The Squatter Sovereign on the Wakarusa Peace, Part One

John Stringfellow, Speaker of the House of Kansas

John Stringfellow, Speaker of the House of Kansas

Free State Kansas had reason to cheer the outcome of the Wakarusa War. They emerged from a crisis that could have destroyed their movement with their leadership, presses, and town intact. Better still, they came out the other end with an authorization for their military companies from no less a proslavery man than Wilson Shannon. The Governor could hardly declare in the future that they stood in defiance of the law, when he had signed off on their most radical measures.

The proslavery men knew it. They had come to destroy Lawrence and abolitionism enraged, in the words of the Squatter Sovereign by “an armed mob of Abolitionists” who took Jacob Branson from Samuel Jones’ custody and that

[s]ince that time they have drove all the Pro-Slavery settlers away from Hickory Point, burning their houses, and driving their families in the cold, and committing other depredations.

Houses did burn and proslavery families did flee the area in the wake of Charles Dow’s death and Jacob Branson’s arrest. But Sovereign cheered Shannon’s calling of the Kansas militia, happily reporting

Men are hourly passing our office with their guns on their backs, going to the assistance of the officers of the law. A large company with two pieces of cannon, have started from Atchison county. As both the editors of this paper are going to the seat of the action, we have no tie to enter further into particulars. We anticipated bloodshed, and we, the junior, expect to wake waist deep in the blood of Abolitionists.

The excitement leaps off the page. They had abolitionists to murder and, at long last, nothing to hold them back. Just a column over, John Stringfellow and Robert S. Kelley promised their readers that should an antislavery man show his face in Atchison’s environs, even to visit, they would receive “a hemp necklace, and an opportunity to dance on air.”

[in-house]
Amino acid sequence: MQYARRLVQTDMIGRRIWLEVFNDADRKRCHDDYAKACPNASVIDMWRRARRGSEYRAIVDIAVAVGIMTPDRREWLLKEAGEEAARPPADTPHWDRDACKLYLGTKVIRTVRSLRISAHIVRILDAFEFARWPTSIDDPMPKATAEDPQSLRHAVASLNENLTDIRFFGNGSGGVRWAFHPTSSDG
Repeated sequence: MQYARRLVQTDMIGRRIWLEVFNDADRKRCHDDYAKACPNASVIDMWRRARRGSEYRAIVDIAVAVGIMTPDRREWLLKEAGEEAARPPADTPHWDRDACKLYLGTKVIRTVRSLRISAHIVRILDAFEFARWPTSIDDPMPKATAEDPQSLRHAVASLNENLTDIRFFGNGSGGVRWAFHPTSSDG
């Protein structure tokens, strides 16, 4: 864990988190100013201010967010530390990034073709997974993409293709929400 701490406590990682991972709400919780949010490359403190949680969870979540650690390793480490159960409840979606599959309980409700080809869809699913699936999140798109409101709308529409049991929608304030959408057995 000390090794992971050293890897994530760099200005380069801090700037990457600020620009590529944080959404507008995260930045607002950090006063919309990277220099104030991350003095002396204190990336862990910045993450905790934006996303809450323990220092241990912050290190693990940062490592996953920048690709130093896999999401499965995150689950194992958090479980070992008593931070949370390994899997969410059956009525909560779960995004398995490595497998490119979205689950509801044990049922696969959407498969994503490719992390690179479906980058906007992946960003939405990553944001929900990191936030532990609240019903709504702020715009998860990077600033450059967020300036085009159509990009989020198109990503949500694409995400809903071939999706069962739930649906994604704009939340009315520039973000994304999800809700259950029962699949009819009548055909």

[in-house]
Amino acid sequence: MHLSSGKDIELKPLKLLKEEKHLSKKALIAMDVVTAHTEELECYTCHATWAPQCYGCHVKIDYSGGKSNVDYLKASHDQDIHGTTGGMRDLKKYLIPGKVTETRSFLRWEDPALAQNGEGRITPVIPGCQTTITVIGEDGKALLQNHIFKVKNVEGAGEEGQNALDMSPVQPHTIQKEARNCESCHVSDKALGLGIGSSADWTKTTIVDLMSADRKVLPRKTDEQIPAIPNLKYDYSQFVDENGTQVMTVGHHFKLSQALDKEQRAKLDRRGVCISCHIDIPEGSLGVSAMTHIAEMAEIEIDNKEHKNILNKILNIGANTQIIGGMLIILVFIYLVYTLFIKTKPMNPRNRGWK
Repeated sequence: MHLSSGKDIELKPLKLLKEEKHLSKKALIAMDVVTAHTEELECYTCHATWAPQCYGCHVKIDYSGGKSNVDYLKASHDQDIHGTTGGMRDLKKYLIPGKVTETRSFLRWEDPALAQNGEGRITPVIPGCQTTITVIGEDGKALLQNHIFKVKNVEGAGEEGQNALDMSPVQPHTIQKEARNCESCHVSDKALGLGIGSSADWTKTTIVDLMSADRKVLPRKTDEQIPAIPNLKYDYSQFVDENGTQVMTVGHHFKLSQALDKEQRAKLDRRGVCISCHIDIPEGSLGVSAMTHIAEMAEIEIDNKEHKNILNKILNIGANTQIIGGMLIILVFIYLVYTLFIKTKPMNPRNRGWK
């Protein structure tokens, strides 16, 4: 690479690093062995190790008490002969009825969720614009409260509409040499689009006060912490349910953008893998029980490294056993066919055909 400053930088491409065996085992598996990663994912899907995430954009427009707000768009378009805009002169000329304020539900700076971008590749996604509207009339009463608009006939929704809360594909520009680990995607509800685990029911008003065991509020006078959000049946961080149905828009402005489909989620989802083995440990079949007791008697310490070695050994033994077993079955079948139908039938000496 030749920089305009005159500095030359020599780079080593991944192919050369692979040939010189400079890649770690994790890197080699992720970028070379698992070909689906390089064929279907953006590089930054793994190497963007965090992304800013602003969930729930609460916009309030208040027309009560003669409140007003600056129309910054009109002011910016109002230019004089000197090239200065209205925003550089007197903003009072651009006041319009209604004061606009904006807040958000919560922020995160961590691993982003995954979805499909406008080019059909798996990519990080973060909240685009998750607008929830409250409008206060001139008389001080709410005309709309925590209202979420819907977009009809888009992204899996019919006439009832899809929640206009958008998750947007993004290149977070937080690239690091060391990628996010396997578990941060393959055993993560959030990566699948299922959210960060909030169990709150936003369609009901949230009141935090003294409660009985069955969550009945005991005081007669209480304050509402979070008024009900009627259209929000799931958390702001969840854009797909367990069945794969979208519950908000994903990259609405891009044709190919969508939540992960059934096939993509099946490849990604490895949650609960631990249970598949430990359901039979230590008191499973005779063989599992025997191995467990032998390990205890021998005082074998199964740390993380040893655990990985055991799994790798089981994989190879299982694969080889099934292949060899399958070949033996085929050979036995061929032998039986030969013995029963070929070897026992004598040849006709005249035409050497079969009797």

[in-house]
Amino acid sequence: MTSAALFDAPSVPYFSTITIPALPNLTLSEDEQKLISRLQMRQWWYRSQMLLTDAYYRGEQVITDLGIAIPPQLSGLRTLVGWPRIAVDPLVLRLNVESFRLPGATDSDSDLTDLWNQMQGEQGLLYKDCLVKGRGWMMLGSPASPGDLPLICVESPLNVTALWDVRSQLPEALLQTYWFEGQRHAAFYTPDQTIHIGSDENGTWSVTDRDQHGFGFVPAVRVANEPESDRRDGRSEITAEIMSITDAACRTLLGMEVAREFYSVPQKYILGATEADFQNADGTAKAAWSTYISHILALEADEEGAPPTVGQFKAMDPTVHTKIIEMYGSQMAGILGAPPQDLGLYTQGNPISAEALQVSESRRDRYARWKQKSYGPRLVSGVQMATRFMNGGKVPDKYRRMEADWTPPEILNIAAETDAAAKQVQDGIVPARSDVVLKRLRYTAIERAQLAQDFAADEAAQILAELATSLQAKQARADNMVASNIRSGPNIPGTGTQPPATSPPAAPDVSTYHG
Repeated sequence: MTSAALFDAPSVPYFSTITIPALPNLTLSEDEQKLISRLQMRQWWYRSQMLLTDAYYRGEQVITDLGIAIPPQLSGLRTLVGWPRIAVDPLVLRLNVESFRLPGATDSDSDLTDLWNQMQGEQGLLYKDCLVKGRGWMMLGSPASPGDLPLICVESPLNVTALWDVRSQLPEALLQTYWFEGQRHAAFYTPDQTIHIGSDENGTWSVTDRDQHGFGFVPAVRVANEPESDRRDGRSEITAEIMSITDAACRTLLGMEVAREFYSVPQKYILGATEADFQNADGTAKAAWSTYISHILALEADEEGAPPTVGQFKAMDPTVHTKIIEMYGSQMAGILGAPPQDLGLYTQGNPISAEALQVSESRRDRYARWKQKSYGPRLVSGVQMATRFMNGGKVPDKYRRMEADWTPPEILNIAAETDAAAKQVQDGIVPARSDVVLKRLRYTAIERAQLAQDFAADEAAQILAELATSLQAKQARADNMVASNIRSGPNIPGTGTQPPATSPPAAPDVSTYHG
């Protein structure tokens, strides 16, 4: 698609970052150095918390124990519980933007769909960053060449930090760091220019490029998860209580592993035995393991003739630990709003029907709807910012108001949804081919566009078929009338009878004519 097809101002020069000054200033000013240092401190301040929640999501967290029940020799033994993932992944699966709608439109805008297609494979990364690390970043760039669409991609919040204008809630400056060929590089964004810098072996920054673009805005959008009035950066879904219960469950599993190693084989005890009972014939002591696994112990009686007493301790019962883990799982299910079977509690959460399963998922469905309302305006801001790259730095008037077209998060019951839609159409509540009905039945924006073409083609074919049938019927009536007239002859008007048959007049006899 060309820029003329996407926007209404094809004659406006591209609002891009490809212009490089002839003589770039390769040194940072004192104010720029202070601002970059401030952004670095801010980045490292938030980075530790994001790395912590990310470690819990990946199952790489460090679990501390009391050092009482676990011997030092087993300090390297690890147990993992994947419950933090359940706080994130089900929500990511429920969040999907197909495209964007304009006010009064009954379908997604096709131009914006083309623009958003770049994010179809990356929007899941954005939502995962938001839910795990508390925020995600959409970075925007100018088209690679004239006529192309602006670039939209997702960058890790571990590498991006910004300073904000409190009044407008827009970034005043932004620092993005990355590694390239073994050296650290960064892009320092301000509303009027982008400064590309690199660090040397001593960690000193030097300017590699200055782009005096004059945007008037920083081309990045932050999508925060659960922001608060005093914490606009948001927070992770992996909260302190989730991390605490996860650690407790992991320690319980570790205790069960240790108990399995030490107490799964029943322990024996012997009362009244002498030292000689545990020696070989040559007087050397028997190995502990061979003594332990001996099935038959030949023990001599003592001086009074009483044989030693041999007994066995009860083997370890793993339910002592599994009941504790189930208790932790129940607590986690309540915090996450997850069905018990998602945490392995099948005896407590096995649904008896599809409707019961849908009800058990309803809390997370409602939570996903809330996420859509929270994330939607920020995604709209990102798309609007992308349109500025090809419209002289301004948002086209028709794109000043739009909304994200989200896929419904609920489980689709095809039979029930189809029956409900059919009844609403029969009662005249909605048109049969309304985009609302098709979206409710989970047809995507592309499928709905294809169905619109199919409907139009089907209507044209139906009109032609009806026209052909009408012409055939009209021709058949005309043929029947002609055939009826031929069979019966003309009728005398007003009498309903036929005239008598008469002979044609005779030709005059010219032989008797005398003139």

The happy proslavery dreams came to naught. Neither Stringfellow nor Kelley waded even to their ankles in blood. They couldn’t know that when they wrote on December 4, but in the Christmas edition of their paper the editors bemoaned how

[v]olunteers were required to render assistance to a legal officer in the re-capture of a violator of the laws, and also in the arrest of sundry persons who had laid themselves liable to serious penalties; but, after promptly and freely responding to this demand for their services, they are dismissed without even a preliminary step taken towards the accomplishment of the object for which they were enlisted.

Robert S. Kelley

Robert S. Kelley

They came all that way and camped out in the cold for nothing. But the Sovereign knew where to lay the blame:

The design of that summons has been thwarted through the interference of the Executive. Had the matter rested with Mr. Jones, the sheriff, the result would have been different. The criminals would have been traced to their hiding places, and safely secured against the audacity of a set of God-forsaken fanatics. This would have given satisfaction, answered the purpose of the requisition, and fulfilled the ends of justice. As it is, base, cowardly, sneaking scoundrels will go unpunished and be left to perpetrate their infamous outrages whenever they may find an unprotected family.

By executive, Stringfellow and Kelley of course mean Wilson Shannon. The Governor had sold them out and capitulated to the free state movement, snatching defeat from the jaws of bloody victory.

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